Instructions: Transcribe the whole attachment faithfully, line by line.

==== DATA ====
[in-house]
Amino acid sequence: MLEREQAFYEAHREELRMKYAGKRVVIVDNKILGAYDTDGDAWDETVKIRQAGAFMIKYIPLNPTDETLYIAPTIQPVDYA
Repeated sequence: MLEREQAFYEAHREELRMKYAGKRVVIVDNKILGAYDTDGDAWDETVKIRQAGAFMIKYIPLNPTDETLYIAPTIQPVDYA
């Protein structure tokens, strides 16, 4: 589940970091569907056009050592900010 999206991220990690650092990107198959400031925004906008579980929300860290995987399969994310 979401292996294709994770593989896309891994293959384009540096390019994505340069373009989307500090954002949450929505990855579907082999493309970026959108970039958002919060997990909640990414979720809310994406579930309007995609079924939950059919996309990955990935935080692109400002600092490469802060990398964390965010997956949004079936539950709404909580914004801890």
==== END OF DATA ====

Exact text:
[in-house]
Amino acid sequence: MLEREQAFYEAHREELRMKYAGKRVVIVDNKILGAYDTDGDAWDETVKIRQAGAFMIKYIPLNPTDETLYIAPTIQPVDYA
Repeated sequence: MLEREQAFYEAHREELRMKYAGKRVVIVDNKILGAYDTDGDAWDETVKIRQAGAFMIKYIPLNPTDETLYIAPTIQPVDYA
């Protein structure tokens, strides 16, 4: 589940970091569907056009050592900010 999206991220990690650092990107198959400031925004906008579980929300860290995987399969994310 979401292996294709994770593989896309891994293959384009540096390019994505340069373009989307500090954002949450929505990855579907082999493309970026959108970039958002919060997990909640990414979720809310994406579930309007995609079924939950059919996309990955990935935080692109400002600092490469802060990398964390965010997956949004079936539950709404909580914004801890």